Free Press 30th November

Column – ACT New Zealand

Free Press

ACT’s regular bulletin

Politician of the Year
The mysterious but often accurate Wellington politics publication trans-Tasman has named David Seymour politician of the year. We are not getting too carried away as David also won most improved player in his first year of rugby and turned out to be a thoroughly average player. Nevertheless we’ll take the bouquet, and pass on the thanks to loyal Free Pressreaders.

Something to Celebrate…
Free Press readers may use or browse iPredict.co.nz. It’s an innovative tool allowing pundits to place tiny-to-moderate amounts of money on various news predictions. This inside knowledge then provides market-based, poll-beating likelihoods of political and economic outcomes, helping individuals and businesses (and perhaps one day governments) plan for the future.

…Killed with Red Tape
But now Associate Justice Minister Simon Bridges has decided the site represents a money-laundering risk, and so iPredict is shutting down in the face of overwhelming red tape. It’s a classic example of government reacting to technology and innovation with knee-jerk paranoia. Free Press isn’t alone in calling on the Minister to rethink his position. Watch this space.

The Most Important Skill in Politics
Parliament is often compared to kindy. That’s generally a disservice to kindy kids but both places are about learning to count. Candidate selections, laws, leadership contests, and elections are really just exercises in counting the numbers. Last week’s one-step-forward-one-step-back RMA reforms make for a stark example.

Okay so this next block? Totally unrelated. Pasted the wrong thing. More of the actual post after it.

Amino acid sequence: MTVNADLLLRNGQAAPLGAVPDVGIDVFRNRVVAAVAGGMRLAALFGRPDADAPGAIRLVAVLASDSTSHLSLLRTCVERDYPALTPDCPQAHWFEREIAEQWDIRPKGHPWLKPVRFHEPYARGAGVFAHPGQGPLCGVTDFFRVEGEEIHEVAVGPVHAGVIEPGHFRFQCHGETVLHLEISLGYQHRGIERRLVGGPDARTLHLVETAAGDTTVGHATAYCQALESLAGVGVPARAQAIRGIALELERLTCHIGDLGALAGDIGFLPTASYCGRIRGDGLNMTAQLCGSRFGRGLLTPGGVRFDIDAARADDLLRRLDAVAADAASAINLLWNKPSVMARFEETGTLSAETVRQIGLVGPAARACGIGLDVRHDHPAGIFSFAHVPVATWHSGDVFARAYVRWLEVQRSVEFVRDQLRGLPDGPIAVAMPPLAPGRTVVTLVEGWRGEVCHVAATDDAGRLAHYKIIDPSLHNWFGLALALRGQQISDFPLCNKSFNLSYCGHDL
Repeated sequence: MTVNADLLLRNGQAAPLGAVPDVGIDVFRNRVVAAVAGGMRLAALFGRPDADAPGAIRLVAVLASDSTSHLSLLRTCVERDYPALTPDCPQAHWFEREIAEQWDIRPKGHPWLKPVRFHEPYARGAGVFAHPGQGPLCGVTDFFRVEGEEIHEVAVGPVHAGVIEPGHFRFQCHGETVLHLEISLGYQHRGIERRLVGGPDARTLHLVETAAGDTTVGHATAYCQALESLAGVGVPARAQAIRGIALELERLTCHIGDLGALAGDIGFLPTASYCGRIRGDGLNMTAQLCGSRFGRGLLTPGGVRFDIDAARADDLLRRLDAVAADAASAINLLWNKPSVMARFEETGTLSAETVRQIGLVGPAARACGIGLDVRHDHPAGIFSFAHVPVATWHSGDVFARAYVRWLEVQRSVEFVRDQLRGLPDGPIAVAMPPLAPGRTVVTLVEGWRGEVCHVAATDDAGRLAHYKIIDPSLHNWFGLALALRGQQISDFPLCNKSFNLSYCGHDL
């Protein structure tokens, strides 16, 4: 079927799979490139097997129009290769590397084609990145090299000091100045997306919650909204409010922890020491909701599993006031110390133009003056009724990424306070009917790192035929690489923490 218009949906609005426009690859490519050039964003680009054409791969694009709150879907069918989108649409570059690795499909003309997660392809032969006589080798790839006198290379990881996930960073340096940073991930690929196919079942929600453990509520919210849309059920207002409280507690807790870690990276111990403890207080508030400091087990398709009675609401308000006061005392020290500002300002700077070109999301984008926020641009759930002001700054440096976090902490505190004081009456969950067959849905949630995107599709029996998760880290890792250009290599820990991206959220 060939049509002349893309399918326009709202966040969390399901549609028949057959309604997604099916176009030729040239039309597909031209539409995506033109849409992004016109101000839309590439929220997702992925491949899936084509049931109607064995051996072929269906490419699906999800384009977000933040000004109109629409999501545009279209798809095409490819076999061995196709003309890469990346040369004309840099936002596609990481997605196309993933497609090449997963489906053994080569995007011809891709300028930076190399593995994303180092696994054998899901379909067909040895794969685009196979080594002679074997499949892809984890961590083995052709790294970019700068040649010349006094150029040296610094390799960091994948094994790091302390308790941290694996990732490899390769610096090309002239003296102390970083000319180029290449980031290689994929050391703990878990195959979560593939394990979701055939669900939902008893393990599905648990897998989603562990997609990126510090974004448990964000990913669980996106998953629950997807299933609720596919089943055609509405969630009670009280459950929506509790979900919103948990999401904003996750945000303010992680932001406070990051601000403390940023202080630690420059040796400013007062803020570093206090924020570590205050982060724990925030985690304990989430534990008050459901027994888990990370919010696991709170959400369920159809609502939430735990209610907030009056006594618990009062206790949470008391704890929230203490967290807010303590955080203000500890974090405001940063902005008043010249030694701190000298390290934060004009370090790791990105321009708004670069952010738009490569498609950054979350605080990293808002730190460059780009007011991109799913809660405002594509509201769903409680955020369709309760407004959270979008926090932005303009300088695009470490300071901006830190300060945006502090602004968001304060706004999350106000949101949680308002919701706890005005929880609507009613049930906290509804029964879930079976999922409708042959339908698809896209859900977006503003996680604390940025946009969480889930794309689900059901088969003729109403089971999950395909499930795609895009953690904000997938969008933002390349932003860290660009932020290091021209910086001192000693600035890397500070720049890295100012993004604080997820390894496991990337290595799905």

MMP
New Zealanders voted to try MMP in 1993 and to keep it in 2011. It’s here to stay. MMP means no party can count to 61 without a coalition, so smart pundits focus on coalitions rather than parties. Many journalists have no memory of pre-MMP politics but party-centric reporting continues.

Don’t Cry for Me Aotearoa
A majority in parliament requires 61 votes. Before the Northland by election Nat 60 + ACT 1 could pass laws. By electing Winston Peters, Northland voters ensured a majority in parliament requires Nat 59 + ACT 1 + Peter Dunne or Nat 59 + Maori 2=61. It’s easier to get two Maori Party MPs to agree with each other than get Peter Dunne to agree with ACT and National, so Northlanders made the Maori-National coalition all powerful.

The Message Hits Home
Nowhere in New Zealand stands to benefit more from RMA reform more than Northland. It is poor, poorly served by roads, and could do well from mining activity. All of these problems would be helped by substantial RMA reform. More affordable housing, fewer delays in road building, and more likelihood of capital-intensive mining activity. Sadly Northland voters have ensured there will be no meaningful RMA reform before 2017.

Not Really Governing
ACT campaigned on keeping John Key as Prime Minister. If a day of watching parliamentary speeches from Labour, the Greens, and New Zealand First doesn’t convince you how important this is, nothing will. However RMA reform was a test and it’s shown that on many issues John Key can now only exercising power to the extent that the Maori Party wants him to.

The Maori Party’s Quiet Success
By 2017 the Maori Party will have enjoyed nine years holding the balance of power. They have never held it exclusively because ACT, National, and Peter Dunne have always had an alternative majority. Nevertheless they have been the largest or equal largest coalition partner throughout that period and have advanced their agenda well. They show what a small party can achieve.

A Bouquet
We are belated admirers of Amy Adams’ 2012 RMA reform proposals. There was much wrong with them. In particular was the greater use of edicts from Wellington, a symptom of National’s centralising instinct. Nonetheless Adams at least proposed to reform the underlying principles of the ACT, and include a clause about property rights.

A Brickbat